China Wine

China’s October wine imports surge on Australian wine rush

China's October wine imports surged for the first time this year as merchants rush to stockpile Australian wines before any hefty punitive tariffs that have now come into effect this month.

China’s October wine imports surged for the first time this year as merchants rush to stockpile Australian wines before any hefty punitive tariffs that have now come into effect this month.

According to data released by ASKCI, a Chinese research company, wine imports in the month of October jumped by 9.3% in value to US$217.9 million compared with the same month last year, bolstered by merchants’ pre-emptive move to pile up Australian wines to avoid imminent tariffs.

In August, China announced twin investigations on Australian wine on allegations of dumping and subsidy as relations between the two countries continue to deteriorate over 5G, Huawei and coronavirus inquiry.

This prompted importers and merchants in China to stockpile Australian wines before any wine ban or tariff hikes in the following months.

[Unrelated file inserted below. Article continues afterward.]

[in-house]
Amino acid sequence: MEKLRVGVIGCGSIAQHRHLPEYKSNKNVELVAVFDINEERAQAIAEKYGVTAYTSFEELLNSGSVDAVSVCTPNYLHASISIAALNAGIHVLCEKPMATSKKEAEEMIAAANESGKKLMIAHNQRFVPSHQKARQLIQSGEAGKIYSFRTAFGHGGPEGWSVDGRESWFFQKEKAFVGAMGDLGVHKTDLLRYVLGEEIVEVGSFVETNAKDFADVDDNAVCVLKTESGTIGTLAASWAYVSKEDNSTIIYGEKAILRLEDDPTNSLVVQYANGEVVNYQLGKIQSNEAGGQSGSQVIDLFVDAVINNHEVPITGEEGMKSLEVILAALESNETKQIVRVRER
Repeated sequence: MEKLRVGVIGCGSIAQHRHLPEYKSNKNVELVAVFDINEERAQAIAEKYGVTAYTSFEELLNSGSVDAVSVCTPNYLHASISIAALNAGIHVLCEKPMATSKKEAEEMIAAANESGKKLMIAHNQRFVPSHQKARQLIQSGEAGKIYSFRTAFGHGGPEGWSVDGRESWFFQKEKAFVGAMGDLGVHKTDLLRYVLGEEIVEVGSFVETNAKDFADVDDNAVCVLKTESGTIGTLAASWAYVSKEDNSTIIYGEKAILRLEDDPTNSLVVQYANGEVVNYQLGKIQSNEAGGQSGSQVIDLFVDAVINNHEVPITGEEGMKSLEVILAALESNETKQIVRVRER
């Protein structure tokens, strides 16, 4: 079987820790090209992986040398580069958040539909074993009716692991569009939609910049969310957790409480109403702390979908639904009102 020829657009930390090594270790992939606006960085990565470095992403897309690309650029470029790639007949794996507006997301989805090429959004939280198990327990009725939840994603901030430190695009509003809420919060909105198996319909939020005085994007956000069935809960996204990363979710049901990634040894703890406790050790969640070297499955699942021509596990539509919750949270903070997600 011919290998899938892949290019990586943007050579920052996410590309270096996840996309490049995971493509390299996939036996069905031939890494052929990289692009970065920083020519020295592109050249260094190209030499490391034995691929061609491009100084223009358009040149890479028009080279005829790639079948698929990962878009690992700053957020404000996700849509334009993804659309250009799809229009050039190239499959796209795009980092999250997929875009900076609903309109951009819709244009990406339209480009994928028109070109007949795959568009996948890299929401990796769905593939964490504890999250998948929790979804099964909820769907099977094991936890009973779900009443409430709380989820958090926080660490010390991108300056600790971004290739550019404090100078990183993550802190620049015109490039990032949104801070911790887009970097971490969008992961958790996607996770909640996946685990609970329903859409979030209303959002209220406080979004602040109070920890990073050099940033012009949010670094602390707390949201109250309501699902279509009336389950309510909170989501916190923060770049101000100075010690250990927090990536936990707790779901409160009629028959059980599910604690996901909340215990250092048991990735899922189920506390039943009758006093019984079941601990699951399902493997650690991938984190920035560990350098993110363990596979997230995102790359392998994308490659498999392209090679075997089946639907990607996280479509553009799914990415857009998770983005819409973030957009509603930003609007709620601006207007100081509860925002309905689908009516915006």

However, in early November China put in place a de facto Australian wine ban, resulting in longer clearance time and delayed shipping at ports, citing reasons of hygiene or lack of relevant certificates, according several importers who spoke to Vino Joy News.

Australian wines seen one the shelves of a wine shop in China.

Just last week, China again announced a shocking measure, imposing up to 212.1% tariff on Australian wines starting from November 28, effectively putting AU$1.2 billion wine exports on a choke hold.

Among some 30 companies that “voluntarily” participated in Chinese government’s investigation. Treasury Wine Estates, the biggest Australian wine exporter to China, was slapped with the highest tariff at 169.3%, prompting the company to pivot to other markets to fill China’s share, which contributes to 30% of the company’s annual earnings – by far its most valuable export market.

Other wine companies that did not participate in the investigation will have to pay 212.1% tariff, which essentially rolled back Australia’s zero tariff privilege under a China-Australia Free Trade Agreement signed five years ago.

Australia currently accounts for 40% of China’s wine market, ahead of France and Chile.

The question now on many people’s mind is who is going to fill up the void left by Australians.

Read more:

TWE eyes other markets and a possible China production base

China slaps up to 212% tariff on Australian wine

Breaking: China to ban imports of Australian wine

China launches second investigation into Australian wine

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